Having made it to California from the streets of Chicago, a 70-dollar robbery landed Jackson in prison, his sentence indeterminate. He found trouble on the inside when guards took an immediate dislike to him; his sentences were extended—chiefly behind events occurring at Soledad State Prison in which three black inmates and a white guard were killed.  Using his time in solitary to educate himself, he studied psychologist Franz Fanon (The Wretched of the Earth), Marx, and Mao, and came to understand the incarceration of poor Blacks for petty crimes in a political context. A leader in moving prisoners to radicalize, Jackson joined the Black Panthers and became one of the group’s most celebrated members. However by 1969, J. Edgar Hoover—declaring the Black Panthers to be public enemy number one—had set out to decimate them, and other groups like them. Nevertheless, Soledad Brother: The Prison Letters of George Jackson was published in 1971 and was greeted by a positive reception by intellectuals and political progressives. That Jackson had been framed for conspiring to kill a guard in the Soledad incident was a widely held belief; his defenders were vocal and his case was a cause celebre. But a few days before his trial was to begin, a riot broke out in San Quentin in which inmates and guards were again slain; this time it was Jackson who was shot while running across the yard in an alleged escape attempt.

“The power of George Jackson’s personal story remains painfully relevant to our nation today, with its persistent racism, its hellish prisons, its unjust judicial system, and the poles of wealth and poverty that are at the root of all that,” wrote historian Howard Zinn in an updated version of Jackson’s Soledad Brother. Wresting larger truths from the events of 1971, Dylan delivered his summation in these often quoted lines from “George Jackson”:

“Sometimes I think this whole world
Is one big prison yard
Some of us are prisoners
The rest of us are guards”

The following is a live recording of Joan Baez singing “George Jackson.”

Filed under: Bob Dylan, California, , , , , ,

50 Years Ago: Four Little Girls and Two Songs

It was 50 years years ago that the four Birmingham, Alabama girls, Addie Mae Collins, Denise McNair, Carole Robertson and Cynthia Wesley, lost their lives during the bombing of the Sixteenth Street Baptist Church.  In 2011, a marker was finally dedicated in their names at the site of the vicious, racially motivated attack.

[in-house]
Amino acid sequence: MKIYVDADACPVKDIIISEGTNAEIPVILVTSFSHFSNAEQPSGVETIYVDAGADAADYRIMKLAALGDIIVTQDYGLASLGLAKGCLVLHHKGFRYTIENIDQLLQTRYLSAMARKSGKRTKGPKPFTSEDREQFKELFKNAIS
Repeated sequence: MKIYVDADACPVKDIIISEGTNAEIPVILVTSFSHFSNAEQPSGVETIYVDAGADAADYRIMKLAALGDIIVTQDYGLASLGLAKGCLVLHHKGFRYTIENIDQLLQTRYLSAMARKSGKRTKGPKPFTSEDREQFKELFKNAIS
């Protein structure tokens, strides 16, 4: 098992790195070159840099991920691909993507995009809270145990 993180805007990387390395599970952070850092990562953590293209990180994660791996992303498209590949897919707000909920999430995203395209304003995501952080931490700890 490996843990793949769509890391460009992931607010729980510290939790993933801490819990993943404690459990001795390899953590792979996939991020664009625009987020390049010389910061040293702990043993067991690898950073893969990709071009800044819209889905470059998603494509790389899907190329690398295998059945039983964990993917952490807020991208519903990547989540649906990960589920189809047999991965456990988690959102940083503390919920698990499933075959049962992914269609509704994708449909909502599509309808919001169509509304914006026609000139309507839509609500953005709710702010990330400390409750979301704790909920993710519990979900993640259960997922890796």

Just three months after the murder of Medgar Evers in Jackson, Mississippi, and two weeks after the March on Washington and Dr. King’s momentum-building “I Have a Dream” speech in 1963, the Alabama tragedy became the pivotal event in the Civil Rights Movement. Singer Nina Simone wrote “Mississippi Goddam” in immediate response to hearing the news: “I shut myself up in a room and that song happened,” she said of the song that begins, “Alabama’s got me so upset.”  From that moment forward, Simone was committed to writing and performing material that would jolt people awake or into action.  It remains her most enduring work.

Joan Baez,  had of course walked alongside Dr. King at the marches in the South all along; her tribute was a recording of “Birmingham Sunday” by her brother-in-law, the writer Richard Fariña.  Each girl was remembered by name in the verses, set to the tune of a beautiful folk melody. Fifty years on, both songs remain painful reminders of the brutalities waged here and yonder, year in and year out, by so-called humanity.

Filed under: Angela Davis, Arts and Culture, Dr. Martin Luther King Jr., Freedom Now, Keep On Pushing, Nina Simone, Protest Songs, , ,